Was it rude of us? Perhaps. But I was determined to catch the 2pm bus, since the next bus wouldn't leave until 4:30pm and I had no intention of staying at Stansted any longer than necessary. Luckily, since our plane had arrived late, there was no one at customs and we were done by 1:35. We grabbed a sandwich from Costa and caught the 2pm bus. We arrived in Oxford at 5:15, walked from High to St. Michael's Hall and made it just in time for dinner at St. Peter's. I was sufficiently recovered enough to go to pub quiz at Far From the Madding Crowd at 8:30pm and had a gin and tonic. We came in 14th out 15, but we weren't last. So far, I have yet to be on a losing pub quiz team. Granted, we have never won. But we have never lost either. And that is all one can hope for in life. Not to lose at pub quiz.

This morning, I went running at Christ Church. I did a large lap (the meadow plus the football fields near Corpus and All Souls), but couldn't do any more since my calves kept cramping up (due to all of the walking the past three days). I did manage to run back to St. Michael's from the meadows, so it wasn't a total loss after all. I took a shower, grabbed lunch, and then headed down to stained glass tutorial, where I applied stain to my painted glass window and began the design for my copper inclusion tiles (which will be four fleur de lis coasters). Afterwards, it was off to dinner and then to St. Peter's library for a few hours to read about Ben Jonson and his masques for Thursday's tutorial. Halfway through, Karen and I went to St. Peter's bar and grabbed a drink to help us maintain the rigorous pace of our studies, and it proved to be a nice pick me up. I finished the five books of mine that were at St. Peter's and will have to go to the Bodlean tomorrow after stained glass/dinner to finish the rest in preparation for the writing of my paper on Wednesday.

My life has assumed an insane schedule, which looks very similar to the following:
Monday: running in the AM, lunch, stained glass 1-5, dinner, St. Peter's library
Tuesday: running in the AM, chivalry seminar 10:30-12:30, lunch, stained glass 1:30-4, dinner, St. Peter's library until 2 or 3am
Wednesday: running in the AM (or sleep depending on how late I was at St. Peter's), lunch, isolation in my room as I write my paper 1-7pm, turn in paper at 7pm, make/find dinner 7-7:30, off to the pub/St. Peter's bar/O'Neills with friends to recover
Thursday: running in the AM, lunch, tutorial with Miranda 2-3, stained glass 3-4, dinner, fun at St. Peter's/pub
Friday: running in the AM, lunch, free time/attempt to do some work but mostly just recover from the past week, dinner, go out with friends
Saturday: sleep in late, lunch, Bodleian 1-4, dinner, St. Peter's/go out (depending on what I've done)
Sunday: sleep in late, brunch, St. Peter's/work, tea, dinner, Pub quiz.

Next week I go to Turkey.

Anyways, I am incredibly tired yet I have to write a one page summary of the research I've done for my chivalry paper and have to read the seminar sources for tomorrow. And I am planning on going running at 7;30am.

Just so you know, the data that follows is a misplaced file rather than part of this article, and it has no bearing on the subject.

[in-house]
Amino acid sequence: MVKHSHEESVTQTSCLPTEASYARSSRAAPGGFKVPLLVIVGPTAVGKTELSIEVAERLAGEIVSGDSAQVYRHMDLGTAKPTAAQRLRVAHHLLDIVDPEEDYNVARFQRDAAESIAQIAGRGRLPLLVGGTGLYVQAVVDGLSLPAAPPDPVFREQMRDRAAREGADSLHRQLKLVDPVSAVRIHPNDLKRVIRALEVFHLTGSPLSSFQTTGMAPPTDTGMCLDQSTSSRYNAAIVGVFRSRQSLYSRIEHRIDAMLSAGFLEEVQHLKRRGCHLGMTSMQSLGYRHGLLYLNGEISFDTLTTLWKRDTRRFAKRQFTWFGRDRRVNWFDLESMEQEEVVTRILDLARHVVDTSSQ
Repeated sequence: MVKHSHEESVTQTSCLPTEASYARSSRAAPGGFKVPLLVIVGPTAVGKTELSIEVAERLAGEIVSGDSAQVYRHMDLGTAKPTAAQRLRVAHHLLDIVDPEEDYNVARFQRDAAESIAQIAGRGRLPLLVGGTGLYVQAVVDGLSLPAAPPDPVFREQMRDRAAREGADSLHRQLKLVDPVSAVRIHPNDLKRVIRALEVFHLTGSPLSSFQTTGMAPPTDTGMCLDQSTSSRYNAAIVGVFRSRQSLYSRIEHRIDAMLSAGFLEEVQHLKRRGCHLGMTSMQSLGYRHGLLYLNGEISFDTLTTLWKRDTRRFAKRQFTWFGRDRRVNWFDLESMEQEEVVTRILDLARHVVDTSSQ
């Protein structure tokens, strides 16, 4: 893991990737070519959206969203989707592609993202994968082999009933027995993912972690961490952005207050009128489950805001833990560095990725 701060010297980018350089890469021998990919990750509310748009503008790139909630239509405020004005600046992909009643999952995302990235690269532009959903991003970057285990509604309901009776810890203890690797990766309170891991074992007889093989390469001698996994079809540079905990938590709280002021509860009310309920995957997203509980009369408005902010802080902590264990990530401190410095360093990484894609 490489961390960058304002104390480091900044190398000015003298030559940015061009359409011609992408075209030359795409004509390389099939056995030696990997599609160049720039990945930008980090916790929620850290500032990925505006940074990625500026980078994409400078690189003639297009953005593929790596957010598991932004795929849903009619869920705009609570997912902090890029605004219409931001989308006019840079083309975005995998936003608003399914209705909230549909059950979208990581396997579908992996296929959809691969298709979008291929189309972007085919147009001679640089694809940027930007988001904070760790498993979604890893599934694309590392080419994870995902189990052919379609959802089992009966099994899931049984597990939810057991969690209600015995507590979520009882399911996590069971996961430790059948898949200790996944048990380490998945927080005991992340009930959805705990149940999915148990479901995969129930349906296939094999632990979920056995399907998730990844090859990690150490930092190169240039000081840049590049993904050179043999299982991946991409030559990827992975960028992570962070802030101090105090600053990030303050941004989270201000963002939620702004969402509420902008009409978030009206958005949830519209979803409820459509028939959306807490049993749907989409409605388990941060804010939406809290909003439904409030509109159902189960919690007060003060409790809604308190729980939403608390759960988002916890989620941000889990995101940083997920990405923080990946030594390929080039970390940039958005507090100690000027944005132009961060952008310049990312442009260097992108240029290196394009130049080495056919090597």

There is your update.

14 November 2008

Fifth week is over (thank god!) and I'm leaving for Stansted airport in half an hour. From there, it's on to Perugia, Italy. We will land around 11, take the bus into Perugia city centre and then head off to Assisi. I visited the Basilica in 11th grade, so it will be interesting to see how my memory of the place compares with reality. All I know is that it made a lasting impact on me. We are spending all of Saturday in Rome (another place I've been and loved). We are hitting up the major sites as Elysa and Tony have never been, and are visiting Basilica de Santa Maria della Concezione (aka the bone church) in order to fulfill my morbid fascination with obscure European burial practices. Sunday morning will be spent roaming around Perugia before we head back to London.

I am not sure if I am going with the best group in the world (Tony, Brad, and Elysa) or the worst. Either way, we are going to have one hell of a trip. Of that I am entirely certain.

08 November 2008

We're strangers in an empty space

Update soon, I promise.

Fifth week is beginning...we are more than halfway done the semester. My year abroad is almost halfway done.

I would be mildly depressed if it weren't for the fact that I have too much work to do to give it anymore thought.

05 November 2008

It is truly a historic day; Obama won the presidency.


03 November 2008

Long-awaited Pictures

Valencia, Day 1

Valencia, Day 1 and 2

Valencia, Day 2 and 3

CMRS Autumn 2008 Beard Competition

01 November 2008

A super update will take place eventually.

Upcoming events:

Nov. 3: Bush Bash (as in Bashing Bush) at the Korner Klub with Democrats Abroad
Nov. 4: Election parties and no sleep for me!
Nov. 14-16: Trip to Perugia, Italy with Brad and Tony
Nov. 26-30: Trip to Istanbul, Turkey with Karen and Christian